ODHB urged to halt radical changes

Brian Rose played by Patrick Wilson.
Brian Rose played by Patrick Wilson.
The simple premise of putting the patient first may help to fix Dunedin Hospital's emergency department woes and save up to 50% wastage at the hospital, the Otago District Health Board was told yesterday.

Emergency specialist Dr Tim Kerruish asked the board not to make any radical changes in the emergency department until a pilot project to increase efficiency and optimise "patient flow" through the hospital had been given a chance.

"I think at the end of the three-month pilot we will see some major improvements.

"Although it seems an idealistic thing to say, we can transform this hospital with this thinking," Dr Kerruish, the lead clinician on the project, said.

The project is based on car manufacturing company Toyota's way of thinking, which involves putting the customer - or in the hospital's case, the patient - first, as well as looking at how the entire hospital system works and getting everybody working together.

Aiming for perfect patient care should underpin how and why everything was done at the hospital, Dr Kerruish said.

Wastage in hospitals was also "extraordinary" and common estimates of 40% to 50% wastage were probably applicable to Dunedin Hospital, he said.

Otago is one of two district health boards which are trialling the "Optimising the Patient Journey" project in their emergency departments.

The Dunedin emergency department was "very inefficient, very frustrating" and staff turnover had increased rapidly.

Staff did not believe their skills were valued, or the fact they worked unsociable hours, Dr Kerruish said.

There was a lot of enthusiasm from staff for this project and they could not wait to get started.

It was all about staff generating ideas and solutions to problems, and it did not require more resources.

Similar projects adopted in hospitals in United States and the United Kingdom had shown incredible achievements, Dr Kerruish said.

Getting everybody working together would be crucial to the success of the project.

"The emergency department cannot fix its problems without help from the rest of the system. This includes GPs and other hospitals."

For example, emergency department overcrowding was often the result of patients not being able to be transferred to wards which were full because ward patients had not been discharged early in the day.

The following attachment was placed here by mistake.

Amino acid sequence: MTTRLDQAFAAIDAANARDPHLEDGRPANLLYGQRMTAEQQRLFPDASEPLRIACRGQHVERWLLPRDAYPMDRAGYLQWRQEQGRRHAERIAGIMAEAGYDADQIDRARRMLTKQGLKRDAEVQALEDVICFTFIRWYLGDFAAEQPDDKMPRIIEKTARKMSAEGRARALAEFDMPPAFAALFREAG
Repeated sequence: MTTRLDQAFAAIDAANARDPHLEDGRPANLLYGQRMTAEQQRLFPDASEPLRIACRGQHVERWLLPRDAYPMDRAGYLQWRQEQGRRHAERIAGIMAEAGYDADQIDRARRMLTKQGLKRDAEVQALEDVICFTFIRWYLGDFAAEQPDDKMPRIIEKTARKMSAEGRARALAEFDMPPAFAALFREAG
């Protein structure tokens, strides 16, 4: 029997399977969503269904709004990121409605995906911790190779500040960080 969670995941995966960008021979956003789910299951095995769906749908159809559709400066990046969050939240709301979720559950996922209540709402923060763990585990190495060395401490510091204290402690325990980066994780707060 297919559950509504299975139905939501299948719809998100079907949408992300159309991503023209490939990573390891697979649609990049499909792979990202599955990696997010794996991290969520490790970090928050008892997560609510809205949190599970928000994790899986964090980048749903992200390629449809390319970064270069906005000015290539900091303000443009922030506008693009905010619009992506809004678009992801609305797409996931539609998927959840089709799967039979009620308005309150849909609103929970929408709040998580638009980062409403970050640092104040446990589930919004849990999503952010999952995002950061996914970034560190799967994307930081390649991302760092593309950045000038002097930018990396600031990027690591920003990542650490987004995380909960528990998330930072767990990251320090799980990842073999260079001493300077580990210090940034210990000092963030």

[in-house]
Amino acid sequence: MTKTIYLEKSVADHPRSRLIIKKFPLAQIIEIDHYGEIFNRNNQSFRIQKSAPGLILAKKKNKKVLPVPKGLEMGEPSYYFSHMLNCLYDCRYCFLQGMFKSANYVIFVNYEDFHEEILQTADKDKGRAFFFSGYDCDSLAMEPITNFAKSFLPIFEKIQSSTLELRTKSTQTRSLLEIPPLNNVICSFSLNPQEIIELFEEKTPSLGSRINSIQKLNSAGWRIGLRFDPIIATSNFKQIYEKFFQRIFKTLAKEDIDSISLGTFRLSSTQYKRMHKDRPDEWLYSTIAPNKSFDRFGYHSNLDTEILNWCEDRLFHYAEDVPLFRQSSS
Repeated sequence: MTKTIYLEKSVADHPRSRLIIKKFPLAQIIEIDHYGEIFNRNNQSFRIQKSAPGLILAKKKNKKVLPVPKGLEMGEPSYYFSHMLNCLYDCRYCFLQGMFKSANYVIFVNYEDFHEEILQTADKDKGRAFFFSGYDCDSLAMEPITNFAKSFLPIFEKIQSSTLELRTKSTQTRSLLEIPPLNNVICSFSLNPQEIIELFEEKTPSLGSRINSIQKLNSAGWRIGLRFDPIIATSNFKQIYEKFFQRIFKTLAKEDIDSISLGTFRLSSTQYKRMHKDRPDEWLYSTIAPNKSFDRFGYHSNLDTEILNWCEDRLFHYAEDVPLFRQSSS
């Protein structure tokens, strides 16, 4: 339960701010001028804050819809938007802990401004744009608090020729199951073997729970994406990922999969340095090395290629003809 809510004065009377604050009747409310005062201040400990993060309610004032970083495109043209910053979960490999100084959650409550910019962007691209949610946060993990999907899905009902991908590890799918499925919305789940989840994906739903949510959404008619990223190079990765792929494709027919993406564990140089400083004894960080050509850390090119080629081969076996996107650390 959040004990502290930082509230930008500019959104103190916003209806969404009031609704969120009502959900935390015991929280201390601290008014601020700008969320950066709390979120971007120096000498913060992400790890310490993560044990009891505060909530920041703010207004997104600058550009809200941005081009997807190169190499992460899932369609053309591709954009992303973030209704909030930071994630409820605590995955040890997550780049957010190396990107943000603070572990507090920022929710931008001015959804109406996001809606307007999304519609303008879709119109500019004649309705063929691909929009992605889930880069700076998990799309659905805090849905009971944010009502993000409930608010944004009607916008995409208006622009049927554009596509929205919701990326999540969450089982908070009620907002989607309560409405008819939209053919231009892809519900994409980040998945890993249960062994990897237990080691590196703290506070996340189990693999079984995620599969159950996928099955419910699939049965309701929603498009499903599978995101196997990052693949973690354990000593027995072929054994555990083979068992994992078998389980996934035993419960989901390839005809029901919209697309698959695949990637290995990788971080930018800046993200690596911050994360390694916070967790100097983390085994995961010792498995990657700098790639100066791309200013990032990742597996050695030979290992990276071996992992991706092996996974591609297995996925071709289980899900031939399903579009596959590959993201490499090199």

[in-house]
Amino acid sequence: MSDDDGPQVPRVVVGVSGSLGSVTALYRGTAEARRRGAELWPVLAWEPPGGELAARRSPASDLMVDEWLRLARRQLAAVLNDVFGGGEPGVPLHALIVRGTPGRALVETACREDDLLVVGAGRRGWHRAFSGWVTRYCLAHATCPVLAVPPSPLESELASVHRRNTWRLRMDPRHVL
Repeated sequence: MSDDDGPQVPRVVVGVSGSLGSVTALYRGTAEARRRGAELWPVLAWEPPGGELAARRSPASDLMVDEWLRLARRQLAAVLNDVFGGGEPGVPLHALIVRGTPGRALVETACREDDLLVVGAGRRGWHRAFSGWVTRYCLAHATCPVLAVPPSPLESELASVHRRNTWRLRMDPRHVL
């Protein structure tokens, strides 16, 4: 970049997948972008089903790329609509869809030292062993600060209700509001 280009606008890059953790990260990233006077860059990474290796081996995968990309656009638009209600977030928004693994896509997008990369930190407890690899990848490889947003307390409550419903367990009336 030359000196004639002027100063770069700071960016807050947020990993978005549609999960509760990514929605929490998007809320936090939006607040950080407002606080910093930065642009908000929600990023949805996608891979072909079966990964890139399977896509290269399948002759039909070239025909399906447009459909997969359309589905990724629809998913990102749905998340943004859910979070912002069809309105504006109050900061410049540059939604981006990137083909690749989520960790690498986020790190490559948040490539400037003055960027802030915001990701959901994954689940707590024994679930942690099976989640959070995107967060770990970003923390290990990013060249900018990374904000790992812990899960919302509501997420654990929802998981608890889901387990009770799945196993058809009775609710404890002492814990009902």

Another common problem was the way things were done often went back "years and years" and had never changed.

"We never take anything away . . . we just add it to it.

"We end up with this very complicated system and a lot of the time people don't know why they're doing stuff."

Overseas experience showed staff bought into ideas when they could fix the "Why do I have to do this?" frustrations, Dr Kerruish said.

"I think you need at least six months, and probably one year.

"This [project] requires people change and I think that is why health has been so slow to grab on to these quality initiatives. To get people to change is really difficult, and in particular more senior people."

Board member Peter Barron questioned how the project would address the issue of people coming to the emergency department who could have been seen by their GP or the Urgent Doctors.

Previously, the board had asked senior management to look at ways of reducing inappropriate use of the department.

Some potentially controversial proposals have included having a GP clinic in the department to vet patients, or to limit entry to those arriving by ambulance or who have been referred from their GP.

However, Dr Kerruish said he did not think these people were a major issue in the department.

Of the 36,000 people coming to the department in a year he estimated only about 3000 were there inappropriately.

"My personal philosophy is I wouldn't be exercising myself too much on 3000 people."

 

 

 

Add a Comment